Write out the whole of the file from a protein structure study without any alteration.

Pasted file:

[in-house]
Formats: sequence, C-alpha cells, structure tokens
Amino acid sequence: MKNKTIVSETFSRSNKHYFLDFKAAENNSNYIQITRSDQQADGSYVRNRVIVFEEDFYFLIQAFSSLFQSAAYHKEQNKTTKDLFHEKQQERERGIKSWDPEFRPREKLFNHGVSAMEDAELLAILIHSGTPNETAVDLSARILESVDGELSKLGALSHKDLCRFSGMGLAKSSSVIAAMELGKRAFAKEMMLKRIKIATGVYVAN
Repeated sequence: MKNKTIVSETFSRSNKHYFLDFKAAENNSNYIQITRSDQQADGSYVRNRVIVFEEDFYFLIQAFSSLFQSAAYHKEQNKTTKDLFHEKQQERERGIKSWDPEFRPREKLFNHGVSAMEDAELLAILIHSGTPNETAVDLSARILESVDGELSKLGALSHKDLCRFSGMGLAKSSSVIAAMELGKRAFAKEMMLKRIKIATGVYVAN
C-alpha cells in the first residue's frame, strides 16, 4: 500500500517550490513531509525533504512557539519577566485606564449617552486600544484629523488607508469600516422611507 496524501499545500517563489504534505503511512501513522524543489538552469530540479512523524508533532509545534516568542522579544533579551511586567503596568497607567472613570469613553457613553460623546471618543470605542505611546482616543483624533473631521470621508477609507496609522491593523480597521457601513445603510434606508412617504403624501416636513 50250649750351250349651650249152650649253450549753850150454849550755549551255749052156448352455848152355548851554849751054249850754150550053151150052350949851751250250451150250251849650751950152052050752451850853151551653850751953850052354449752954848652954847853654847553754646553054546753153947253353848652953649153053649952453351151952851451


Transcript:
[in-house]
Formats: sequence, C-alpha cells, structure tokens
Amino acid sequence: MKNKTIVSETFSRSNKHYFLDFKAAENNSNYIQITRSDQQADGSYVRNRVIVFEEDFYFLIQAFSSLFQSAAYHKEQNKTTKDLFHEKQQERERGIKSWDPEFRPREKLFNHGVSAMEDAELLAILIHSGTPNETAVDLSARILESVDGELSKLGALSHKDLCRFSGMGLAKSSSVIAAMELGKRAFAKEMMLKRIKIATGVYVAN
Repeated sequence: MKNKTIVSETFSRSNKHYFLDFKAAENNSNYIQITRSDQQADGSYVRNRVIVFEEDFYFLIQAFSSLFQSAAYHKEQNKTTKDLFHEKQQERERGIKSWDPEFRPREKLFNHGVSAMEDAELLAILIHSGTPNETAVDLSARILESVDGELSKLGALSHKDLCRFSGMGLAKSSSVIAAMELGKRAFAKEMMLKRIKIATGVYVAN
C-alpha cells in the first residue's frame, strides 16, 4: 500500500517550490513531509525533504512557539519577566485606564449617552486600544484629523488607508469600516422611507 496524501499545500517563489504534505503511512501513522524543489538552469530540479512523524508533532509545534516568542522579544533579551511586567503596568497607567472613570469613553457613553460623546471618543470605542505611546482616543483624533473631521470621508477609507496609522491593523480597521457601513445603510434606508412617504403624501416636513 50250649750351250349651650249152650649253450549753850150454849550755549551255749052156448352455848152355548851554849751054249850754150550053151150052350949851751250250451150250251849650751950152052050752451850853151551653850751953850052354449752954848652954847853654847553754646553054546753153947253353848652953649153053649952453351151952851451